Published: May 2017 by Less Than Three Press
Format reviewed: E-book (mobi)
Series: Anchors #2
Genres: Contemporary romance, LGBTQIA
Available: Publisher (print and electronic) ~ Amazon ~ Barnes & Noble ~ Book Depository ~ Kobo ~ Smashwords
Disclaimer: I was provided with a free copy of this book in exchange for an honest review.
After the recent ending of a relationship, Kit feels lost and uncertain about where he stands without being in a relationship. Dante, on the other hand, has been waiting for this moment for years, and now that Kit is finally single he has no intention of wasting this chance.
But even the most sincere feelings and best intentions aren’t enough to guarantee happiness, and it’s a long road from a bad start to a happy end.
Bad Beginnings is a sweet romance that does a fantastic job of modelling respectful behaviour in a number of different ways.
It’s a friends-to-lovers story. Kit is a lawyer who has started a private practice with his best friend. Having recently split up with his boyfriend, he’s beginning to realise how claustrophobic his life has become: it’s all work and no play. While he’s not exactly happy about this and yearns for the steady relationship his best friend has, Kit is not the outgoing sort. The end of his relationship was a blow to his already low confidence. He’s uncomfortable in his own skin and he’s a bit embarrassed when Dante finds him at the gay nightclub he’s been pushed into visiting.
Dante is the brother of Kit’s best friend and has all the confidence Kit lacks. He runs his own tabletop gaming store, which automatically made him my favourite. He’s also great with people, a caring and considerate guy who tries to help others. When he discovers Kit is single again, he’s thrilled–and he makes his interest plain–but he also never pushes Kit. At every turn, he seeks Kit’s consent and backs off when it isn’t given or is withdrawn.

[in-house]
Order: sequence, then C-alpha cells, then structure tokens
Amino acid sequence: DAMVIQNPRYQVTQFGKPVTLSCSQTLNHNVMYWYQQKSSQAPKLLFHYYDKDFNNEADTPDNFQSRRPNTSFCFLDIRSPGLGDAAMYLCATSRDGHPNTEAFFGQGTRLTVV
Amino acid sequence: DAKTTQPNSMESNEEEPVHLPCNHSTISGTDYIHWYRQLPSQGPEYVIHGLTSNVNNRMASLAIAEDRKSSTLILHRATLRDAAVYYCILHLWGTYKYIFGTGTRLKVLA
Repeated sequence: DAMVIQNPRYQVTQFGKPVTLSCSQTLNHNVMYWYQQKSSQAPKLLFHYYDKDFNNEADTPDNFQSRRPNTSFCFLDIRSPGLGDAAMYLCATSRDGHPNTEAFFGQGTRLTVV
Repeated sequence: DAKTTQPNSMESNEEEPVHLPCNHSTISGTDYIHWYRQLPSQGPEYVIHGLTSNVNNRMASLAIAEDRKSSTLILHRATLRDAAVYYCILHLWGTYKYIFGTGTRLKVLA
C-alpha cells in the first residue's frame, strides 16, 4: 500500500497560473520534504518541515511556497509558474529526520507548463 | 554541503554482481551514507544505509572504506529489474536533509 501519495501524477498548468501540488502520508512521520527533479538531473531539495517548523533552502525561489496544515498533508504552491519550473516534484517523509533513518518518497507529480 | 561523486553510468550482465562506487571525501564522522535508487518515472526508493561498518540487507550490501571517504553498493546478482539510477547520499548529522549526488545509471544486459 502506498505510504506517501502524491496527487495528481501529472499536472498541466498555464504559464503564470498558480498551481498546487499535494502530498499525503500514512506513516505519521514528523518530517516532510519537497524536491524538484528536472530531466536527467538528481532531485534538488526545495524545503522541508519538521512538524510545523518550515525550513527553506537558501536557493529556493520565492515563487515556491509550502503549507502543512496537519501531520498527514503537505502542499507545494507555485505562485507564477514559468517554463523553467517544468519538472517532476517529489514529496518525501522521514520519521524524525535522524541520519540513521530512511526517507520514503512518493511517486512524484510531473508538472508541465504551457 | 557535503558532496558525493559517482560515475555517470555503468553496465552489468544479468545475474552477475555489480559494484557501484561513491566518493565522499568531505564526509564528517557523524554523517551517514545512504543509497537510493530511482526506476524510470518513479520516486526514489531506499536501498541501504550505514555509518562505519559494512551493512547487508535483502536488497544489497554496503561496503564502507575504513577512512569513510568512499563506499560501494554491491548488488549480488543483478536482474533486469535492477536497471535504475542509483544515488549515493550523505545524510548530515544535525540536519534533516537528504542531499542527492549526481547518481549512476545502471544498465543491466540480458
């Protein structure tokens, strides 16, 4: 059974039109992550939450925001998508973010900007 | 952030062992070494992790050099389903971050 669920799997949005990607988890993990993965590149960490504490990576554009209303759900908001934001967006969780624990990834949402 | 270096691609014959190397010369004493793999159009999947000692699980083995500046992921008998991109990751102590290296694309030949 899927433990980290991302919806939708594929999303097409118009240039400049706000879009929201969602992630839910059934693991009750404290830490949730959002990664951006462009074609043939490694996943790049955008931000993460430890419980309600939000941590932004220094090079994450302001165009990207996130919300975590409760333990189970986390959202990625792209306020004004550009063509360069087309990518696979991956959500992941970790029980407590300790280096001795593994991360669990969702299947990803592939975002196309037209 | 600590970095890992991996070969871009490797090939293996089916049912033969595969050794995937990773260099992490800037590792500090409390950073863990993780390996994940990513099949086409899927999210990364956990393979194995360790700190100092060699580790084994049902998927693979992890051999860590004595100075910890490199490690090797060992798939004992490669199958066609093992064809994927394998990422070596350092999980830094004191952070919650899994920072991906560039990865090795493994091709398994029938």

Consent is not the only way in which the book models respectful behaviour. Kit’s BFF, Con, is a trans man. This is not looked upon favourably by Con and Dante’s parents, who persistently misgender and deadname Con. However, this is never shown on screen. Whenever it takes place within a scene, the author is careful to paraphrase rather than trigger readers by depicting it directly.
Sex is also not depicted directly, so if you like your romances sweet rather than steamy, Bad Beginnings is a good choice.
The relationship between Kit and Dante is the biggest strength of the book and is let down by a weak crisis point. When Kit loses a work case, it triggers a crisis of confidence. However, it’s a sub-plot that never had much strength behind it. It’s a little too vague how Kit managed to lose the case and not entirely plausible that he’s never lost up until that point–particularly since the business has been running long enough to have two employees other than Kit and Con. Kit displaces his feelings of inadequacy by starting an argument with Dante. While this works, the resolution between them came a little too quickly. Instead of seeing Kit wrestle much with what he’s done, we jump back in after he’s already got his life pretty well put back together. It felt a little glossed over, with the story all too eager to focus on the next obstacle of Dante’s parents. The book could have benefited from a bit more length.
Nevertheless, Bad Beginnings was a charming read. I’m delighted to discover that Con’s story is told in the first book, so I will definitely be checking that out.
Mirrored from Earl Grey Editing.